Stomach-bypass surgery can reverse diabetes, research shows
In one study, gastric-bypass surgery put 75 percent of patients into full remission from diabetes, while a more extreme type of surgery led to a 95 percent remission rate.
The Washington Post
Stomach surgery can reverse Type 2 diabetes even in people with severe disease, reducing or eliminating their reliance on insulin and other medicines, two highly anticipated studies reported Monday.
Surgery or surgery combined with medication helped patients more than medicine alone, the studies also found.
With the number of diabetes patients soaring in the United States, physicians are searching for new ways to combat the expensive, chronic disease that can lead to strokes, foot amputations, blindness and other problems that can reduce life expectancy by a decade or more.
The studies tested three types of surgery that reduce the size of the stomach and bypass part of the small intestine.
In the first study, conducted at the Cleveland Clinic, some 40 percent of patients who had surgery had much better control of their blood sugar, while just 12 percent of patients who did not have the operation obtained that good outcome.
The second study, conducted in Italy, achieved even better results. Gastric-bypass surgery put 75 percent of patients into full remission from diabetes, while a more extreme type of surgery that bypasses more of the intestines, biliopancreatic diversion, led to a 95 percent remission rate.
"With these operations, we could take people with diabetes who are just barely obese ... and put diabetes in full remission," said surgeon Thomas Magnuson of Johns Hopkins University School of Medicine in Baltimore, who was not involved in either study.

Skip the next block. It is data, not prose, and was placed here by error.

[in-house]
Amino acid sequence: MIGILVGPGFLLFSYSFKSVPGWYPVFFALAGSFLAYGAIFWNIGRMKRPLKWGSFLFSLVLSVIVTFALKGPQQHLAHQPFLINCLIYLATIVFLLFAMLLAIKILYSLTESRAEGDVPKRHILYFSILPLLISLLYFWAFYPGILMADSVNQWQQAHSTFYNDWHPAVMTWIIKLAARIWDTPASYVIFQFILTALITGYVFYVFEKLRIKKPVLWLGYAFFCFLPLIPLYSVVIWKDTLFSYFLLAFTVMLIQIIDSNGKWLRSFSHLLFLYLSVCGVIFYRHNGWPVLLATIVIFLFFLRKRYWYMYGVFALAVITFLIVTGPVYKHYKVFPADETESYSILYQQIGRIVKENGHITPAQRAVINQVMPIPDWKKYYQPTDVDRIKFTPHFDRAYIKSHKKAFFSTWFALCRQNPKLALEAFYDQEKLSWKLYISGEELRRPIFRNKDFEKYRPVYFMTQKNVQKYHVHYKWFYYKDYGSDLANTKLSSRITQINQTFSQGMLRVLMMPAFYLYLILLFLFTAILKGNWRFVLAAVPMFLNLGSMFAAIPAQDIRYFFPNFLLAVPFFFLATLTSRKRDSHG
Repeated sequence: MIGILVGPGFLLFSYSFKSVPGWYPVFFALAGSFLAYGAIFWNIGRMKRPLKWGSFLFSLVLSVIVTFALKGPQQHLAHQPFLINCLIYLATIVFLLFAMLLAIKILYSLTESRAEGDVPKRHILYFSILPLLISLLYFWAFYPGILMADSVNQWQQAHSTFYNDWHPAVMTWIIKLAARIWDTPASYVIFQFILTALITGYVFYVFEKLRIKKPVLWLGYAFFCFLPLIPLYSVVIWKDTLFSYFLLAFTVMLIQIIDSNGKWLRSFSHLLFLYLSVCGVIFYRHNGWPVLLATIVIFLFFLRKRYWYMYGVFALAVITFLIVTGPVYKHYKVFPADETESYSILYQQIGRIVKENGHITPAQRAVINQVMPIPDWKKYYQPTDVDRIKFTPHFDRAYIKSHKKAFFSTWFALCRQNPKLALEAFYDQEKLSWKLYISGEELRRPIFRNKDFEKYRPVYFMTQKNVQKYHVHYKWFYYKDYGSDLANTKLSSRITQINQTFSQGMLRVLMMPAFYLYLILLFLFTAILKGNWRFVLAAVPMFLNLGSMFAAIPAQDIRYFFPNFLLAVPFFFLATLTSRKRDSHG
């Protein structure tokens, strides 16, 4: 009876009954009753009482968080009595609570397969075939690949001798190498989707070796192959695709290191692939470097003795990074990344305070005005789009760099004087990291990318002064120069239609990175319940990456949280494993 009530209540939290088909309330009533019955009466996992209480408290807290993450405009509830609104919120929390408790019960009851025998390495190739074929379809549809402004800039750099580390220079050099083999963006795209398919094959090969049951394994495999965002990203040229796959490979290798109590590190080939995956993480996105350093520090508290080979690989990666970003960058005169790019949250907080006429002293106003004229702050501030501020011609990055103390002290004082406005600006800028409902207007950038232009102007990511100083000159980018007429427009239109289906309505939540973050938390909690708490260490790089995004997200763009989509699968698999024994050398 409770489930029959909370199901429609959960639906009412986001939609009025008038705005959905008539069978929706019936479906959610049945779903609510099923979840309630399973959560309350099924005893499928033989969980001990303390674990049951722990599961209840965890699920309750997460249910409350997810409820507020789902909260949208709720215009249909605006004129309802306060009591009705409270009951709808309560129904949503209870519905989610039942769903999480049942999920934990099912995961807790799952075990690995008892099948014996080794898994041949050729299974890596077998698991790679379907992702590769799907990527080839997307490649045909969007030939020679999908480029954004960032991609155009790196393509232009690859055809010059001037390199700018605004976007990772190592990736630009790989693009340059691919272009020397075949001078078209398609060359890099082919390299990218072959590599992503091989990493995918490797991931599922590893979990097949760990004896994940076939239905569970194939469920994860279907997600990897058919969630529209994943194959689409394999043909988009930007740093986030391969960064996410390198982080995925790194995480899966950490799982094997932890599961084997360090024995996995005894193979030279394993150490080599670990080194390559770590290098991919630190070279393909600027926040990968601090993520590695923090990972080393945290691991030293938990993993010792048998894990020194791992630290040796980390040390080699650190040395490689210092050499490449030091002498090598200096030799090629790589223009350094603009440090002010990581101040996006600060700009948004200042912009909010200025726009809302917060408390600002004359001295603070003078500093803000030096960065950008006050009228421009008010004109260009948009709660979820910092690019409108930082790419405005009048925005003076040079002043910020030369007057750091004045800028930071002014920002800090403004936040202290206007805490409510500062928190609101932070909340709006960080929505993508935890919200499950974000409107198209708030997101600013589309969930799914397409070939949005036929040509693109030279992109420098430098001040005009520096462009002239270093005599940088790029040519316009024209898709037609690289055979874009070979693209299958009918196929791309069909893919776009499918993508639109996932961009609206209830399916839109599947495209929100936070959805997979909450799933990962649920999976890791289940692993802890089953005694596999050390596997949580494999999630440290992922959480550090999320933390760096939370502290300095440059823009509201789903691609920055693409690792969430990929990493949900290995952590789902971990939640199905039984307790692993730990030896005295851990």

Heather Britton of Bay Village, Ohio, is one success story. The 57-year-old computer programmer watched relatives succumb to early deaths from the disease. And as her own diabetes progressed, her physicians heaped on medications for high cholesterol and high blood pressure on top of her diabetes pills. And yet, her blood sugar stayed high, wrecking the mental focus she needed at her job.
"It was raging out of control," she said of her diabetes. "I felt like I was going down a predetermined path like mother and grandmother, just waiting for my stroke to happen."
Britton had never heard of surgery for diabetes until her physician told her about the Cleveland Clinic study. Her body mass index of 35, which is considered obese, made her eligible.
Britton had gastric bypass surgery in January 2009. By April, her doctors had taken her off all of her medications. She also began walking five days a week and eating less. She lost 80 pounds.
"It was awesome. I was feeling much better," she says.
The downside: For Britton, certain foods, including milk, peanut butter and yeast, trigger unpleasant symptoms, like hot flashes and diarrhea — a potential side effect of the surgery.
Insurance coverage of surgery for diabetes is not universal. Most plans offer it, but others don't. Medicaid will cover it if it is deemed "medically necessary," but definitions of that vary by state. Besides reducing caloric intake and helping patients drop weight, stomach surgery also triggers hormonal changes that help patients better control blood sugar, Magnuson said.
"Some people will say it's an extreme solution," said Steven E. Nissen, a Cleveland Clinic cardiologist involved in the study there. "But it's an extreme problem."